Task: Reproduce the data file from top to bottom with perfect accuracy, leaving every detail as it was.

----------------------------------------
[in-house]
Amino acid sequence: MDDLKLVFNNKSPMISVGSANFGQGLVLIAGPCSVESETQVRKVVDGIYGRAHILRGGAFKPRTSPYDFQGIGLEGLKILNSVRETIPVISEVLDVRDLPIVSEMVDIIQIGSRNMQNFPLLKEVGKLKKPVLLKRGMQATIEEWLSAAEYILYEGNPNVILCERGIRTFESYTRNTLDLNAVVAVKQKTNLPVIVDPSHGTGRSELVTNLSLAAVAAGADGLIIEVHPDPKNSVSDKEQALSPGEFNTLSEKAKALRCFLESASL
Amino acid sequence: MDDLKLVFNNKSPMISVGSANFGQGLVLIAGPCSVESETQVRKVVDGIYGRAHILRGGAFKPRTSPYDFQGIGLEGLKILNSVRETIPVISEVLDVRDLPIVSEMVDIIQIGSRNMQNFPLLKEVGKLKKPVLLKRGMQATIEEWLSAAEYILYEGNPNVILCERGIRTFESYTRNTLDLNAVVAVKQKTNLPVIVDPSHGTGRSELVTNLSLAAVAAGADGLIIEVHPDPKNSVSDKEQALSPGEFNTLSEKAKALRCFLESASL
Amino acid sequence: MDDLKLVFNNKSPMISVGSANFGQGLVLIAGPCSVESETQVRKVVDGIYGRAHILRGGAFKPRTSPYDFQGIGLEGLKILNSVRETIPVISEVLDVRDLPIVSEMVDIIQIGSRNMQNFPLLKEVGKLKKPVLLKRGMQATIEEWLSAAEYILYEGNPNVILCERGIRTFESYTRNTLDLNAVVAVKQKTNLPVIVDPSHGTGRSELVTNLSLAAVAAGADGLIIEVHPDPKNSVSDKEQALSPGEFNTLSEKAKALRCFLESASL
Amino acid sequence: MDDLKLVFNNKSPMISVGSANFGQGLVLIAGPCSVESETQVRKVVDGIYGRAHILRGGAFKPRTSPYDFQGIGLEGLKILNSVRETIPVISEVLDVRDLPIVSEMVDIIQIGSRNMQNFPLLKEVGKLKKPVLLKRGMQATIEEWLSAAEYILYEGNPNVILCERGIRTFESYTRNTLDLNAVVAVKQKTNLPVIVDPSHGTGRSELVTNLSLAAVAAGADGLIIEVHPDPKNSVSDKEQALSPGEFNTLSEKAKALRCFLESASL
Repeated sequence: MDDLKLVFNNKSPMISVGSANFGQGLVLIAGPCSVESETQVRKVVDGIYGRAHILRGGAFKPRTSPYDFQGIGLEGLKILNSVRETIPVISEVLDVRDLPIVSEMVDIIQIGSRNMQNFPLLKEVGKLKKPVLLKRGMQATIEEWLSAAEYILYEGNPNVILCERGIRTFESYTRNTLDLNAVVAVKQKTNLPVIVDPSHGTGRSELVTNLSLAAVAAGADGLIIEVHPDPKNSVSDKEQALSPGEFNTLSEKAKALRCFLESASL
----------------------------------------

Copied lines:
[in-house]
Amino acid sequence: MDDLKLVFNNKSPMISVGSANFGQGLVLIAGPCSVESETQVRKVVDGIYGRAHILRGGAFKPRTSPYDFQGIGLEGLKILNSVRETIPVISEVLDVRDLPIVSEMVDIIQIGSRNMQNFPLLKEVGKLKKPVLLKRGMQATIEEWLSAAEYILYEGNPNVILCERGIRTFESYTRNTLDLNAVVAVKQKTNLPVIVDPSHGTGRSELVTNLSLAAVAAGADGLIIEVHPDPKNSVSDKEQALSPGEFNTLSEKAKALRCFLESASL
Amino acid sequence: MDDLKLVFNNKSPMISVGSANFGQGLVLIAGPCSVESETQVRKVVDGIYGRAHILRGGAFKPRTSPYDFQGIGLEGLKILNSVRETIPVISEVLDVRDLPIVSEMVDIIQIGSRNMQNFPLLKEVGKLKKPVLLKRGMQATIEEWLSAAEYILYEGNPNVILCERGIRTFESYTRNTLDLNAVVAVKQKTNLPVIVDPSHGTGRSELVTNLSLAAVAAGADGLIIEVHPDPKNSVSDKEQALSPGEFNTLSEKAKALRCFLESASL
Amino acid sequence: MDDLKLVFNNKSPMISVGSANFGQGLVLIAGPCSVESETQVRKVVDGIYGRAHILRGGAFKPRTSPYDFQGIGLEGLKILNSVRETIPVISEVLDVRDLPIVSEMVDIIQIGSRNMQNFPLLKEVGKLKKPVLLKRGMQATIEEWLSAAEYILYEGNPNVILCERGIRTFESYTRNTLDLNAVVAVKQKTNLPVIVDPSHGTGRSELVTNLSLAAVAAGADGLIIEVHPDPKNSVSDKEQALSPGEFNTLSEKAKALRCFLESASL
Amino acid sequence: MDDLKLVFNNKSPMISVGSANFGQGLVLIAGPCSVESETQVRKVVDGIYGRAHILRGGAFKPRTSPYDFQGIGLEGLKILNSVRETIPVISEVLDVRDLPIVSEMVDIIQIGSRNMQNFPLLKEVGKLKKPVLLKRGMQATIEEWLSAAEYILYEGNPNVILCERGIRTFESYTRNTLDLNAVVAVKQKTNLPVIVDPSHGTGRSELVTNLSLAAVAAGADGLIIEVHPDPKNSVSDKEQALSPGEFNTLSEKAKALRCFLESASL
Repeated sequence: MDDLKLVFNNKSPMISVGSANFGQGLVLIAGPCSVESETQVRKVVDGIYGRAHILRGGAFKPRTSPYDFQGIGLEGLKILNSVRETIPVISEVLDVRDLPIVSEMVDIIQIGSRNMQNFPLLKEVGKLKKPVLLKRGMQATIEEWLSAAEYILYEGNPNVILCERGIRTFESYTRNTLDLNAVVAVKQKTNLPVIVDPSHGTGRSELVTNLSLAAVAAGADGLIIEVHPDPKNSVSDKEQALSPGEFNTLSEKAKALRCFLESASL